All too often the media gets the idea of a serial killer and a mass murderer mixed up. A serial killer is somebody who kills two or more victims for abnormal psychological reasons, usually with a “cooling off” period in-between murders. A mass murderer is somebody who kills four or more people at once with no “cooling off” period. Despite his penchant for elaborately slaying sexed up teenagers, Jason Voorhees is a mass murderer, not a serial killer. The rationale for this being that if he didn’t get inexplicably defeated at the end of each movie he would just go on killing indiscriminately.
Somebody should have explained this to director Mike Mendez before he began making The Last Heist, a below mediocre film with an above average concept: during a bank heist a group of criminals discover that one of their hostages is a serial killer. This alone could make for a triple AAA thriller, the robbers trying to figure out what’s going on as their number gets picked off by an unstoppable killer.
Mendez’s killer is a psychotic preacher named Bernard, brilliantly played by hardcore punk idol Henry Rollins. His shtick is removing the eyes of his victims as trophies, earning him the nickname “The Windows Killer.” Get it? (Eyes are the window of the soul.) Bernard dramatically monologues this tidbit no less than three times as he looms over the bodies of three different victims. He gleefully stabs and slices his way through an assortment of robbers and fellow hostages, always taking their eyes for good measure. Like the aforementioned Voorhees, he doesn’t try to escape but simply disappears and materializes whenever the script needs him to kill somebody. Here’s the problem: if he’s a mass murderer, why would he take trophies; if he was a serial killer, why would he stick around to kill everyone instead of just trying to escape? Yes, Hannibal Lector was a serial killer who mass murdered people in The Silence of the Lambs (1991), but it was always so he could escape the authorities. He didn’t stop to actually eat the hapless security guards before getting out of Dodge. Later in the film Bernard takes on an armed elite government operative with his bare hands so don’t tell me he couldn’t have just strolled through the front lobby, killed everyone, and fled before the cops arrived.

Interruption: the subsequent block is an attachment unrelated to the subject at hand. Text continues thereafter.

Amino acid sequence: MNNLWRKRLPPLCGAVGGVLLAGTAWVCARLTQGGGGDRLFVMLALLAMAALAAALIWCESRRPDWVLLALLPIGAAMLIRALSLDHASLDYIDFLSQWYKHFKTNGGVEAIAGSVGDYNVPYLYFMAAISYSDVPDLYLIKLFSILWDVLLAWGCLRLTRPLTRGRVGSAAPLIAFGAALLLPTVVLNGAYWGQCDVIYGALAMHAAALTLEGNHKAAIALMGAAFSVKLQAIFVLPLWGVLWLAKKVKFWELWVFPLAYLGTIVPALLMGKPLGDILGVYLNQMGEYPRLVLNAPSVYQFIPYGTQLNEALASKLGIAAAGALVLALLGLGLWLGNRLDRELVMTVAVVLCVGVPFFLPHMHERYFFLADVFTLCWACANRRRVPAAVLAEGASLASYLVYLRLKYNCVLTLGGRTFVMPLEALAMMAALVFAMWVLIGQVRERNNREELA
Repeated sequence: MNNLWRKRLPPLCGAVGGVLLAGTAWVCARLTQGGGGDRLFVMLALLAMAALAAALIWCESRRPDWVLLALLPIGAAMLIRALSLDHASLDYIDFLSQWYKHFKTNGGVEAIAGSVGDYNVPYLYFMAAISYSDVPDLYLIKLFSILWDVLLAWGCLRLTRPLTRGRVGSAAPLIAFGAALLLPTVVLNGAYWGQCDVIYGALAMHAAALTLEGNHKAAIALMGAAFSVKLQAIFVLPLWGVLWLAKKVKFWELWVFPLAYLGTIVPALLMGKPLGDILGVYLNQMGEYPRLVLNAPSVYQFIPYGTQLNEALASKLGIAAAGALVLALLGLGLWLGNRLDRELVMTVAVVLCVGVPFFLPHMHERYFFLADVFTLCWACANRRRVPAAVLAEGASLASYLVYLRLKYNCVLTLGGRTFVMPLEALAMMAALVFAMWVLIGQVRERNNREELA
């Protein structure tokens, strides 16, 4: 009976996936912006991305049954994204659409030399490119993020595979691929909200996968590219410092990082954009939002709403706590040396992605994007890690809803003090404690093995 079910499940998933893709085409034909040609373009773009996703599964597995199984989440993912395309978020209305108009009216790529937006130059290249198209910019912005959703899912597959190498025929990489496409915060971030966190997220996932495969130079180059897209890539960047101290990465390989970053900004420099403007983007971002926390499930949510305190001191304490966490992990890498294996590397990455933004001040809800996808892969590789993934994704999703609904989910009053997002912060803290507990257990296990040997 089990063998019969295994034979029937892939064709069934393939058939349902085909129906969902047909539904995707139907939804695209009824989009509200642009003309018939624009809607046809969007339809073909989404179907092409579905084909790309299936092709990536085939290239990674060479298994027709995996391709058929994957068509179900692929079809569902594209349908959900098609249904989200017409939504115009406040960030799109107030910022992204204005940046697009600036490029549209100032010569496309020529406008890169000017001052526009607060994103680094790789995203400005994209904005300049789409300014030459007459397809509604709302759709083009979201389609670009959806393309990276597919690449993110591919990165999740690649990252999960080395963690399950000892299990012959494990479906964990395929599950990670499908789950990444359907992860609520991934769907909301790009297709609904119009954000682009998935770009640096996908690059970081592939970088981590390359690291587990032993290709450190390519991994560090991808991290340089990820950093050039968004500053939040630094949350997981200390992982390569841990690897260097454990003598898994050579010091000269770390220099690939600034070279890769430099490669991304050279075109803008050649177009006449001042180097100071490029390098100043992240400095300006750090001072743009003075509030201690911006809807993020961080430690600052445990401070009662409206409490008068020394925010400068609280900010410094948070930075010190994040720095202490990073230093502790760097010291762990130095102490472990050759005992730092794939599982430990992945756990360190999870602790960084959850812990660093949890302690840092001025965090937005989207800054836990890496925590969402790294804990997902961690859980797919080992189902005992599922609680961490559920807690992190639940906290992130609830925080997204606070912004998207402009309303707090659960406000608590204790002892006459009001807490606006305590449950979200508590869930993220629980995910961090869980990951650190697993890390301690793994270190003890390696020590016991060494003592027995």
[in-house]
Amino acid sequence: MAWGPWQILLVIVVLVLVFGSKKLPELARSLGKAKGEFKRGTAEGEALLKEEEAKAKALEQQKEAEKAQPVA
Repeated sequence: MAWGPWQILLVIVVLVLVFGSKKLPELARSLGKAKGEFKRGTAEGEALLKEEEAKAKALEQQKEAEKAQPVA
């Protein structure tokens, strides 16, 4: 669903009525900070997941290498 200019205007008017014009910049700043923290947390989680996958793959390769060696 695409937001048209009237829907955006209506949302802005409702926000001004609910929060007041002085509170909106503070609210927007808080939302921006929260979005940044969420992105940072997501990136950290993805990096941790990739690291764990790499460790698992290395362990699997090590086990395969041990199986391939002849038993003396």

I’m being frustratingly pedantic but there’s very little to say about this film. It wastes a good idea by turning it into a B-plot while a whole mess of narrative shenanigans go on with the robbers. Oh, one of them is the brother of one of the bank employees! Oh, and they’re both ex-military (better take some time to monologue about how they are two sides of the same coin)! Oh, it turns out the bank is actually owned by Mexican cartels! Oh, actually those helpful government agents who came to help were actually cartel stooges! And so on, and so on, and so on. What should have been Friday the 13th: Jason Takes the Assault on Precinct 13 all too often becomes a hammy soap opera.